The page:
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#181869 - 11/04/08 10:28 PM temperature rating of 40 degrees???
Niko Offline
Member

Registered: 08/17/06
Posts: 358
Loc: Campbell, CA
I have noticed that many circiut breakers have 2 temperature ratings on them, one is 75 and the other is 40.
Do you guys know what that 40 represents?

Thank you
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#181870 - 11/04/08 11:05 PM Re: temperature rating of 40 degrees??? [Re: Niko]
gfretwell Offline

Member

Registered: 07/20/04
Posts: 9045
Loc: Estero,Fl,usa
75c is the terminal rating and 40c is the ambient temperature they are calibrated at ... the way I have heard it.
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#181872 - 11/05/08 09:12 AM Re: temperature rating of 40 degrees??? [Re: gfretwell]
SteveFehr Offline
Member

Registered: 03/19/05
Posts: 1192
Loc: Chesapeake, VA
Yep, 75C terminals and 40C ambient. Cabling needs to be derated to never exceed 75C, I'm sure you're familiar with this. Exceeding 40C (104F) ambient, though, can lead to nuisance tripping of the breaker.

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#181874 - 11/05/08 10:24 AM Re: temperature rating of 40 degrees??? [Re: SteveFehr]
gfretwell Offline

Member

Registered: 07/20/04
Posts: 9045
Loc: Estero,Fl,usa
I am still waiting to see what happens when you have a panel stuffed with AFCIs and installed in an un-airconditioned garage.
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#181892 - 11/06/08 04:23 PM Re: temperature rating of 40 degrees??? [Re: gfretwell]
Niko Offline
Member

Registered: 08/17/06
Posts: 358
Loc: Campbell, CA
very nice, hey it does not hurt to learn something everyday.
thanks for your time.
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#181896 - 11/07/08 01:00 AM Re: temperature rating of 40 degrees??? [Re: gfretwell]
Trumpy Offline

Member

Registered: 07/05/02
Posts: 8540
Loc: SI,New Zealand
 Originally Posted By: gfretwell
75c is the terminal rating and 40c is the ambient temperature they are calibrated at ... the way I have heard it.

What temperature (in C) is the conductor insulation rated at?
Reason I ask this, is if you can have up to a 75C connection, what is that actual connection doing to the wire connected to it?
Any heat that comes from a connection, means resistance, and therefore a BAD connection, think pyrolysis.
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#181900 - 11/07/08 06:37 AM Re: temperature rating of 40 degrees??? [Re: Trumpy]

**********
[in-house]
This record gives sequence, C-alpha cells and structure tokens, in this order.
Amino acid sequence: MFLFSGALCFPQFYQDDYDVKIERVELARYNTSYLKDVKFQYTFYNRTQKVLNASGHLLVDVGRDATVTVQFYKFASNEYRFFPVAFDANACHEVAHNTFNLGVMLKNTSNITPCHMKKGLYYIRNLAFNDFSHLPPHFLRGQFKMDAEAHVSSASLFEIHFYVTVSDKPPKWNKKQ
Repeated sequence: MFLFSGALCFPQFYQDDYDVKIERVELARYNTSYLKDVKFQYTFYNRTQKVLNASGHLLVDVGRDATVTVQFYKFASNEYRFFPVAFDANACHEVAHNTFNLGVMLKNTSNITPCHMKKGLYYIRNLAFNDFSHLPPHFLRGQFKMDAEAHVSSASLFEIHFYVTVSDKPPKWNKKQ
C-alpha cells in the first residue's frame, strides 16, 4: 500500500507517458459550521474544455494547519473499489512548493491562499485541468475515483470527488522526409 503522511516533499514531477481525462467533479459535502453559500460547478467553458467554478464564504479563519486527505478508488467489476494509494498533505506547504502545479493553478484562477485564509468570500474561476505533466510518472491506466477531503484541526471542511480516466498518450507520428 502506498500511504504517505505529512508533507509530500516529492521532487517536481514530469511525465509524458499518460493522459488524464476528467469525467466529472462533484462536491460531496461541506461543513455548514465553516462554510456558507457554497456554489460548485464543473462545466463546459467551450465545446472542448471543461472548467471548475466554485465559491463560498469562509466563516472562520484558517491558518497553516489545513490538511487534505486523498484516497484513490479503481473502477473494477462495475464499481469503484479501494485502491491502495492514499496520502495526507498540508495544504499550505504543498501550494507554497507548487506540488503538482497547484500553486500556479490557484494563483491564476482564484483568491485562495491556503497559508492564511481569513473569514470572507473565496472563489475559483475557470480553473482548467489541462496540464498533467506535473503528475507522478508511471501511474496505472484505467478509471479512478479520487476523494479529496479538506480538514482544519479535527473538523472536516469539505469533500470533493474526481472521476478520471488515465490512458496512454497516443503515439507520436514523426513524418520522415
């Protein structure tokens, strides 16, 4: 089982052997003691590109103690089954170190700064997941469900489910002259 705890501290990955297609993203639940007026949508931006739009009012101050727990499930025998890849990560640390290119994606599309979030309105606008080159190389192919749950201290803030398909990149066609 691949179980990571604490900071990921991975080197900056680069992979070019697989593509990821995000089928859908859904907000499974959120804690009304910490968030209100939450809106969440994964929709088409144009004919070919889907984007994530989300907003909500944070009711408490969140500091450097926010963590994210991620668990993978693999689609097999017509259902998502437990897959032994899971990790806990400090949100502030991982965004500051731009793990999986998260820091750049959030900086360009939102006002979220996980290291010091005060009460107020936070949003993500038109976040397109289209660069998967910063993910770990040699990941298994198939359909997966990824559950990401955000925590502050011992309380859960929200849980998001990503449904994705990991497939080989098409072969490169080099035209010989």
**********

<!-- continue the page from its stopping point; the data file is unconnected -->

renosteinke Offline
Cat Servant
Member

Registered: 01/22/05
Posts: 5305
Loc: Blue Collar Country
The tempertaure rating of the wire depends on the type of insulation, which is marked on the wire. Probably the most common type used here is THHN/THWN.

THHN/THWN has a 90 degree rating in dry applications, and 75 degree in wet.

The wire can attain those temperatures in a number of ways; generally, the ambient temperature (say, in pipe running across a rooftop) provides a significant rise; simple resistance to the amount of current passing through the wire provides the rest.

Since the temperature rating of the connections is usually lower than that of the wire, we are not able to use the wire to it's fullest potential. That is, we are limited to, say, 65 amps in a wire that otherwise might be rated for 75 amps. Since there isn't a 65 amp breaker out there, if we can't use a 60 amp breaker for the application, we would have to use a larger wire.

Other factors ... wire fill, for instance .... are also considered in 'de-rating' the wires.

While the ambient temperature can cause one section of the wire to be hotter than another, the one factor that heats the entire wire, from one end to the other, is the current carried by the wire. In the example given above, running 75 amps through that particular wire, at room temperature, can easily result in the wire inside conduit reaching 90 degrees - and that's without any connections or splices entering into the equation.

PS: I like the number 17 \:D

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#181904 - 11/07/08 10:29 AM Re: temperature rating of 40 degrees??? [Re: renosteinke]
gfretwell Offline

Member

Registered: 07/20/04
Posts: 9045
Loc: Estero,Fl,usa
I just think of it as a chain with the weakest link determining the ampacity. That can be the real rating or a code mandated rating like you have in most cable wiring methods that put you in the 60c column or 240.4(D) that force the ~80% derating on you in small conductors, no matter what else you have.
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#181934 - 11/10/08 03:54 AM Re: temperature rating of 40 degrees??? [Re: gfretwell]
SteveFehr Offline
Member

Registered: 03/19/05
Posts: 1192
Loc: Chesapeake, VA
 Originally Posted By: gfretwell
I am still waiting to see what happens when you have a panel stuffed with AFCIs and installed in an un-airconditioned garage.
I think we already know that answer... CLICK

CLICK

CLICK CLICK ... CLICK

...and that's it. The rest would cool down, see? \:D Thermal derating applies to the temperatures in the panel, not just in the garage. If that environment is going to exceed the rating of the panel, the panel shouldn't be there.

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#181938 - 11/10/08 05:58 AM Re: temperature rating of 40 degrees??? [Re: SteveFehr]
Zapped Offline
Member

Registered: 10/01/02
Posts: 481
Loc: Huntington Beach, CA, USA
Steve - an excellent interprutation of an AFCI in action!

Even without the AFCIs in the panel, 104F is a very easy ambient temperature to reach and excede in many environments. Let alone deserts, you could easily have a panel in direct or partial sunlight in a temperate area reach well above 125F. It's a metal box!

Now add some heat from heavy currents, such as AC, etc. 40C seems like an awful low testing temperature to rate electrical equipment, IMHO.

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